Saluki Breed Guide

Salukis are medium-sized dogs with smooth or feathered coats. Both varieties of the breed come in white, fawn, cream, red, golden, tan and grizzle, black and tan, and tricolor. These dogs have broad skulls, narrow heads, long necks, and dark eyes. Their ears are long and feathered. Salukis measure 23 to 28 inches tall at the shoulder, with females being smaller than males. These dogs weigh approximately 35 to 65 pounds.

Around family, the breed is friendly and calm, although these sensitive dogs may not respond well to conflict or tension in the home.

Able to thrive in almost any environment, Salukis make great companion animals for active families living in city apartments or rural homes. They need a lot of daily exercise, and they especially enjoy long walks and runs through open spaces. Friendly and low-maintenance, these dogs usually don't require more than a quick weekly brushing.

The Saluki is the oldest dog breed in the world, according to the Guinness Book of World Records. The breed is thought to date back to 329 BC in Egypt.

Devoted to family and gentle with children, Salukis make great companion animals. However, they are not a very demonstrative breed and are not a good choice for those who desire constant attention and affection from their pets. Salukis are not the sort to shower their family members with kisses and attention, and they won't go crazy with excitement when their loved ones walk through the door.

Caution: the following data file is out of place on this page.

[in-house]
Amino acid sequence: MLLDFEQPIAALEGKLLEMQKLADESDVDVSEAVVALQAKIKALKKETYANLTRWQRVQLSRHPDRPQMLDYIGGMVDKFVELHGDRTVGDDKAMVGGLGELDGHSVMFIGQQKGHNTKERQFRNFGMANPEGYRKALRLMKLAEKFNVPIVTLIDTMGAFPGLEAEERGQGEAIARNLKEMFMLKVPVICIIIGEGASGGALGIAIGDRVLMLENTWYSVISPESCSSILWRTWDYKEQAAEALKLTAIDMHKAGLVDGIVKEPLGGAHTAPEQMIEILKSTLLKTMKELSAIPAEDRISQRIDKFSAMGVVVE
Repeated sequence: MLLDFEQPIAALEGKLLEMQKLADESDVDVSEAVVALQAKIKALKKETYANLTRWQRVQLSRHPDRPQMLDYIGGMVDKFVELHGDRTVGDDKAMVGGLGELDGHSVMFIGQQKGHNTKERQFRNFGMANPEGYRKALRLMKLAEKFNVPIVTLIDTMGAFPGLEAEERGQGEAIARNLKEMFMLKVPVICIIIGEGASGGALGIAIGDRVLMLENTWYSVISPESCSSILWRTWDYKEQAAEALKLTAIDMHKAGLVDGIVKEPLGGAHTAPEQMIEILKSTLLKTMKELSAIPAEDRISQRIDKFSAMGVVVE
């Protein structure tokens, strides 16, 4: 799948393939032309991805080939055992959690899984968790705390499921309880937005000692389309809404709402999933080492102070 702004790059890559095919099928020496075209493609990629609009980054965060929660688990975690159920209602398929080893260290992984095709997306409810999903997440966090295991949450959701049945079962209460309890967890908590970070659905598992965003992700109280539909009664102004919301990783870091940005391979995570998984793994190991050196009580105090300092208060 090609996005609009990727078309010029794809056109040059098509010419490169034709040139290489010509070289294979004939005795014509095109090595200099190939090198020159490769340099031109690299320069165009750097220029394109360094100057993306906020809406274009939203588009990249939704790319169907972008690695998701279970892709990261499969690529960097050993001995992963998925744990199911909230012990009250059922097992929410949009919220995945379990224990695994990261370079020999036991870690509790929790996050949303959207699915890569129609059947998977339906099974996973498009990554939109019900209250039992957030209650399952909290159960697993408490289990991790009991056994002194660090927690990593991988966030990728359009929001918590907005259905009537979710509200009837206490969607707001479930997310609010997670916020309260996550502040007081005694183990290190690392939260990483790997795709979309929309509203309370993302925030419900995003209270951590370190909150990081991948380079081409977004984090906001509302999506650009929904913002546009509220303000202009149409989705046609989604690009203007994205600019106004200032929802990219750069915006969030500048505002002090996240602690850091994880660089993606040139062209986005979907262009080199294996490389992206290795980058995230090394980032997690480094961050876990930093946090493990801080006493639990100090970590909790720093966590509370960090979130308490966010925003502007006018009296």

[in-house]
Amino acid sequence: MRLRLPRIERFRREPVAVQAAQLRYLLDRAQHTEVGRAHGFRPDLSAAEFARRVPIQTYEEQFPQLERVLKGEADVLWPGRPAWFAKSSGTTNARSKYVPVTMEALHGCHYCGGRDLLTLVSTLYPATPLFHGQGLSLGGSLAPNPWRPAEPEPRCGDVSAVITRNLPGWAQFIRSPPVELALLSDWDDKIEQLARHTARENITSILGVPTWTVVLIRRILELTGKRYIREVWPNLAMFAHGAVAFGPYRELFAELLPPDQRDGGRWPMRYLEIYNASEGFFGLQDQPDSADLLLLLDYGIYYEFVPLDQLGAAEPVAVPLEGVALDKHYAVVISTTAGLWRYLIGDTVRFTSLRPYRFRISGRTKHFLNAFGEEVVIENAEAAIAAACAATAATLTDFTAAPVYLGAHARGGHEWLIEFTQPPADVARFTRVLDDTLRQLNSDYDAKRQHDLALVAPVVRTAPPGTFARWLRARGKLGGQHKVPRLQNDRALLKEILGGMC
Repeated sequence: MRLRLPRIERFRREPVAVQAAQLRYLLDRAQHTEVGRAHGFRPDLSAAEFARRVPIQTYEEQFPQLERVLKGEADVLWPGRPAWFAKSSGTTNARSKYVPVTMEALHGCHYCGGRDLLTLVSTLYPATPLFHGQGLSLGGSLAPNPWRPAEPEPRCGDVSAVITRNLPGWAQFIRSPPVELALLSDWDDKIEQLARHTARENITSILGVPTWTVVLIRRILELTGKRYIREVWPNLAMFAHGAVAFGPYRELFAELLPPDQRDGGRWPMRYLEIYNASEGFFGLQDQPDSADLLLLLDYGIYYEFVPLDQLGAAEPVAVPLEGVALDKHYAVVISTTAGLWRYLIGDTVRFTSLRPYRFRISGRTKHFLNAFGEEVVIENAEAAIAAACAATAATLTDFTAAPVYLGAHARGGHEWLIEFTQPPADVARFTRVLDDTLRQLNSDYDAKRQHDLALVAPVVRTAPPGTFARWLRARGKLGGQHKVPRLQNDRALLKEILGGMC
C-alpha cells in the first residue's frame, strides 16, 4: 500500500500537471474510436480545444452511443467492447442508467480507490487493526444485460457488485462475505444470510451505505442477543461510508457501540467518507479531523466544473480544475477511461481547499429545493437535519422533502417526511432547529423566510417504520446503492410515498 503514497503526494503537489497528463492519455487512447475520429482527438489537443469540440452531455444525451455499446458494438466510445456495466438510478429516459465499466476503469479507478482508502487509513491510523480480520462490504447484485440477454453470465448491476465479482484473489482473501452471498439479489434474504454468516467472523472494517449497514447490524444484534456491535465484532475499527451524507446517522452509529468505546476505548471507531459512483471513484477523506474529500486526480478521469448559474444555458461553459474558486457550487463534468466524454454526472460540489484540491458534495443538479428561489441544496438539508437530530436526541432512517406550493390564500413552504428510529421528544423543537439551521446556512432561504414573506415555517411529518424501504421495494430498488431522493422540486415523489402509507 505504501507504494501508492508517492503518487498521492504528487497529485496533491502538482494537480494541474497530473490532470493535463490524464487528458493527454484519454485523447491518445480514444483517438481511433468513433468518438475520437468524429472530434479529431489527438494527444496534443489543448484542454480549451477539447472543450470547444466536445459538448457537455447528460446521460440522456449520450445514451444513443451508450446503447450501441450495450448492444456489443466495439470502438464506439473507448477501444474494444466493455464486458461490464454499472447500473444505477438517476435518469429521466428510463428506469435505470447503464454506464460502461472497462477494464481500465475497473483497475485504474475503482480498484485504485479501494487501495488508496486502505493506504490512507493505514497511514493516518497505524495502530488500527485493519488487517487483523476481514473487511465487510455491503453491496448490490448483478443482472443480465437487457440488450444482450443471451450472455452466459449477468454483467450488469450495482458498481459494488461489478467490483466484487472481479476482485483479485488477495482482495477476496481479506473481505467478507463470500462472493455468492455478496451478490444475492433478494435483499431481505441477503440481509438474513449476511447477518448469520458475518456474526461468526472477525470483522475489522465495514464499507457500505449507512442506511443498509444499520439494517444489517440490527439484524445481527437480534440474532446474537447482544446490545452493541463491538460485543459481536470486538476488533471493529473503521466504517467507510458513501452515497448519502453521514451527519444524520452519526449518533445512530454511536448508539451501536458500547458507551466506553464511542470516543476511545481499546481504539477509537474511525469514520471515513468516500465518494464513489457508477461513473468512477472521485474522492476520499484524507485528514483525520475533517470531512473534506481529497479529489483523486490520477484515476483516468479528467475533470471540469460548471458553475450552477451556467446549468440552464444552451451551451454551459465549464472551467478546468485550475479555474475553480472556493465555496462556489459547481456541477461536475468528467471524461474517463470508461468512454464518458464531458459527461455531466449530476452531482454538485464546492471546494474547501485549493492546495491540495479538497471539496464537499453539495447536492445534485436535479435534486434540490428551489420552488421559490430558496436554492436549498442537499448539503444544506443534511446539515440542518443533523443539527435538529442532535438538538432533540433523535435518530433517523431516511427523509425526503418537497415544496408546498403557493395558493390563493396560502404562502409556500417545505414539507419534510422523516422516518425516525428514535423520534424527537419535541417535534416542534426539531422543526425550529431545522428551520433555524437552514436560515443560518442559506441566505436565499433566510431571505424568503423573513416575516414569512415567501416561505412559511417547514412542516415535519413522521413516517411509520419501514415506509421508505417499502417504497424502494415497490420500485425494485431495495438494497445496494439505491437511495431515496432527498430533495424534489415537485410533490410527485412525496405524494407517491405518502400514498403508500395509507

Some Salukis are shy, and most tend to be reserved and aloof around strangers. Around family, the breed is friendly and calm, although these sensitive dogs may not respond well to conflict or tension in the home. They make excellent jogging partners and love joining their family members on runs and bike rides.

Outside, these dogs are very energetic and will run around at great speeds. They will also chase anything that moves. For this reason, they must be kept in a securely fenced yard or on a leash whenever they are outdoors. Inside, the breed is generally sedate and quiet. While they need daily exercise in the form of long walks, jogs, and free play, Salukis also need time to relax and unwind.

Salukis are a generally healthy breed, although they are known to suffer from a few serious health conditions that may negatively affect quality or length of life. Purchasing or adopting one of these dogs from a reputable source is a good first step in ensuring a healthy dog.

Salukis are more prone than some other dogs to hypothyroidism, von Willebrand's disease, cardiomyopathy, certain cancers, and various eye conditions, including glaucoma, corneal dystrophy, and progressive retinal atrophy. The breed is also at increased risk for calluses and reactions to anesthesia. Additionally, Salukis are naturally picky eaters, and the breed tends to be very thin. This does not necessarily mean there is a health problem. Questions or concerns should be brought up with a qualified veterinarian.

Salukis typically live a full and active life of 12 to 14 years, provided they have access to routine veterinary care, proper nutrition, regular exercise, and canine vaccinations.